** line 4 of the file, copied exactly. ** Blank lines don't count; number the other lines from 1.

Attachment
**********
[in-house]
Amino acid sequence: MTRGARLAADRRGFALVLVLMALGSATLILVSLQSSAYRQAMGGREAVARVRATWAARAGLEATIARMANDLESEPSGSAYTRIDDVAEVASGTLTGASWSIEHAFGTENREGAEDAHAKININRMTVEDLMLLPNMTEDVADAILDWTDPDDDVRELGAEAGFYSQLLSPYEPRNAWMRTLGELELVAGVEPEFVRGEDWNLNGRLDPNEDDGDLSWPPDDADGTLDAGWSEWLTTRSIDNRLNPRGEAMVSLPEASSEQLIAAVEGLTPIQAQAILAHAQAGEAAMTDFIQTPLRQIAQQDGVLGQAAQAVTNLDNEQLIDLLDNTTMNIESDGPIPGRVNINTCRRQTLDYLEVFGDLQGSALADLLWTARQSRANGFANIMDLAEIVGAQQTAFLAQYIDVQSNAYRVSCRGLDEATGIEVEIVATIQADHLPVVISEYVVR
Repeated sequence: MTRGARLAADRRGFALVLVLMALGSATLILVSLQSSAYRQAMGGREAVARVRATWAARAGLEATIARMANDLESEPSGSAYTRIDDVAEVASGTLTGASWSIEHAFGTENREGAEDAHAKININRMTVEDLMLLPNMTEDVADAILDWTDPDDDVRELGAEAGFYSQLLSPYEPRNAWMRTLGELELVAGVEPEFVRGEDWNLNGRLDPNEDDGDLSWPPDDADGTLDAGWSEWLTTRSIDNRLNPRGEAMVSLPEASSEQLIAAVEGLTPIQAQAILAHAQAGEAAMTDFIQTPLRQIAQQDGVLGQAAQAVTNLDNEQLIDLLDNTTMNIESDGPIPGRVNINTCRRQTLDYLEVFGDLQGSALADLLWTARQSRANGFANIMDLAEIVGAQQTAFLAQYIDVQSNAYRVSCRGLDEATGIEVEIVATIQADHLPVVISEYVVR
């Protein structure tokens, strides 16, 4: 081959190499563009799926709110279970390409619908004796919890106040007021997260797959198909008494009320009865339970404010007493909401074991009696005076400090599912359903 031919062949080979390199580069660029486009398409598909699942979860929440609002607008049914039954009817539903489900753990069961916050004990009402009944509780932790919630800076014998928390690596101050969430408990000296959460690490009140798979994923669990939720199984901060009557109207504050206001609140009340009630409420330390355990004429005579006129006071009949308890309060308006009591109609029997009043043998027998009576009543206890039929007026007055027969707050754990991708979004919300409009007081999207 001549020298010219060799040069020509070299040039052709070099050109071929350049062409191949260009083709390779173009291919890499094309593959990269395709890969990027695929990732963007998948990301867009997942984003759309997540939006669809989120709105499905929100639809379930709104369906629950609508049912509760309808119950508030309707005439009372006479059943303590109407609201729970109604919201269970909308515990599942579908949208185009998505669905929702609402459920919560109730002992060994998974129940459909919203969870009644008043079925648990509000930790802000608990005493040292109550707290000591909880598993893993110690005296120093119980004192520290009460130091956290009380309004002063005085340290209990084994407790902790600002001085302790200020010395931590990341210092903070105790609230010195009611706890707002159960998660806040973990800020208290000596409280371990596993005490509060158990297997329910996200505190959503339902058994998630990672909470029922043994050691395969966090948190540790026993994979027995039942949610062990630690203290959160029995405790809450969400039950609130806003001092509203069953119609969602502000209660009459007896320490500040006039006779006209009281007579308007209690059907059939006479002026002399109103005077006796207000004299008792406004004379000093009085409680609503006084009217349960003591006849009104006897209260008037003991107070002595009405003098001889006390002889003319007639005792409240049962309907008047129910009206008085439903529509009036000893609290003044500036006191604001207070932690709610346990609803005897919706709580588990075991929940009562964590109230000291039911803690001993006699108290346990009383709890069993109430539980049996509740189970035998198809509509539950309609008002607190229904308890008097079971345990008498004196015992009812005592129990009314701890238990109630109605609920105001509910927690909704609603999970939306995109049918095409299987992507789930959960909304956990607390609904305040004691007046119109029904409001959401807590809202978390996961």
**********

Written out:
């Protein structure tokens, strides 16, 4: 081959190499563009799926709110279970390409619908004796919890106040007021997260797959198909008494009320009865339970404010007493909401074991009696005076400090599912359903 031919062949080979390199580069660029486009398409598909699942979860929440609002607008049914039954009817539903489900753990069961916050004990009402009944509780932790919630800076014998928390690596101050969430408990000296959460690490009140798979994923669990939720199984901060009557109207504050206001609140009340009630409420330390355990004429005579006129006071009949308890309060308006009591109609029997009043043998027998009576009543206890039929007026007055027969707050754990991708979004919300409009007081999207 001549020298010219060799040069020509070299040039052709070099050109071929350049062409191949260009083709390779173009291919890499094309593959990269395709890969990027695929990732963007998948990301867009997942984003759309997540939006669809989120709105499905929100639809379930709104369906629950609508049912509760309808119950508030309707005439009372006479059943303590109407609201729970109604919201269970909308515990599942579908949208185009998505669905929702609402459920919560109730002992060994998974129940459909919203969870009644008043079925648990509000930790802000608990005493040292109550707290000591909880598993893993110690005296120093119980004192520290009460130091956290009380309004002063005085340290209990084994407790902790600002001085302790200020010395931590990341210092903070105790609230010195009611706890707002159960998660806040973990800020208290000596409280371990596993005490509060158990297997329910996200505190959503339902058994998630990672909470029922043994050691395969966090948190540790026993994979027995039942949610062990630690203290959160029995405790809450969400039950609130806003001092509203069953119609969602502000209660009459007896320490500040006039006779006209009281007579308007209690059907059939006479002026002399109103005077006796207000004299008792406004004379000093009085409680609503006084009217349960003591006849009104006897209260008037003991107070002595009405003098001889006390002889003319007639005792409240049962309907008047129910009206008085439903529509009036000893609290003044500036006191604001207070932690709610346990609803005897919706709580588990075991929940009562964590109230000291039911803690001993006699108290346990009383709890069993109430539980049996509740189970035998198809509509539950309609008002607190229904308890008097079971345990008498004196015992009812005592129990009314701890238990109630109605609920105001509910927690909704609603999970939306995109049918095409299987992507789930959960909304956990607390609904305040004691007046119109029904409001959401807590809202978390996961």